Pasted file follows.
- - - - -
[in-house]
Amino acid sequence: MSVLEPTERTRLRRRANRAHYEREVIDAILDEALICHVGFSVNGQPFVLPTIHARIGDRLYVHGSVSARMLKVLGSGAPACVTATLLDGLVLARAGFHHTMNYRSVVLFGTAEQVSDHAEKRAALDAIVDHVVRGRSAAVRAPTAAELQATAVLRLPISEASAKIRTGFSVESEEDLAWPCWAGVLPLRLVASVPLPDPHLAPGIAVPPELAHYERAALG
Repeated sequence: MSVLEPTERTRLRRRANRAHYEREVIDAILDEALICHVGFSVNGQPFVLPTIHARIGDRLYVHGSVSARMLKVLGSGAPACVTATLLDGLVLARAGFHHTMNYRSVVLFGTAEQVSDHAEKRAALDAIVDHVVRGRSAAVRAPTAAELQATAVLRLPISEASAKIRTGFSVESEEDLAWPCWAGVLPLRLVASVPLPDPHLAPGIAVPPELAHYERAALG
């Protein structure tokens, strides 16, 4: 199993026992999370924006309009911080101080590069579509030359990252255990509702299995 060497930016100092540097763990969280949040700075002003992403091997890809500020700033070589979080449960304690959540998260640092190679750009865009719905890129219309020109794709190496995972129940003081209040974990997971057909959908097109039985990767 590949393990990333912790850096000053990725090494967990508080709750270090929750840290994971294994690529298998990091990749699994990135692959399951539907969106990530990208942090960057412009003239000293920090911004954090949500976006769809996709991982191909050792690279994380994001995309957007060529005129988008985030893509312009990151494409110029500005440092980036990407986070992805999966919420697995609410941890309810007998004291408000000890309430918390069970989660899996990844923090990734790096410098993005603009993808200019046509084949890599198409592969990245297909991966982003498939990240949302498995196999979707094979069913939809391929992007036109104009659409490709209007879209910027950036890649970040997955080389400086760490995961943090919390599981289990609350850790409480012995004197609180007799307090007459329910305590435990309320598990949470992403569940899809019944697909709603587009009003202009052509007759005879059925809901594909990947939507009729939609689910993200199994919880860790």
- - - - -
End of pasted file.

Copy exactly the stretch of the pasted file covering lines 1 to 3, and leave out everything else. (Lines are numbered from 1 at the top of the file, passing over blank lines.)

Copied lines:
[in-house]
Amino acid sequence: MSVLEPTERTRLRRRANRAHYEREVIDAILDEALICHVGFSVNGQPFVLPTIHARIGDRLYVHGSVSARMLKVLGSGAPACVTATLLDGLVLARAGFHHTMNYRSVVLFGTAEQVSDHAEKRAALDAIVDHVVRGRSAAVRAPTAAELQATAVLRLPISEASAKIRTGFSVESEEDLAWPCWAGVLPLRLVASVPLPDPHLAPGIAVPPELAHYERAALG
Repeated sequence: MSVLEPTERTRLRRRANRAHYEREVIDAILDEALICHVGFSVNGQPFVLPTIHARIGDRLYVHGSVSARMLKVLGSGAPACVTATLLDGLVLARAGFHHTMNYRSVVLFGTAEQVSDHAEKRAALDAIVDHVVRGRSAAVRAPTAAELQATAVLRLPISEASAKIRTGFSVESEEDLAWPCWAGVLPLRLVASVPLPDPHLAPGIAVPPELAHYERAALG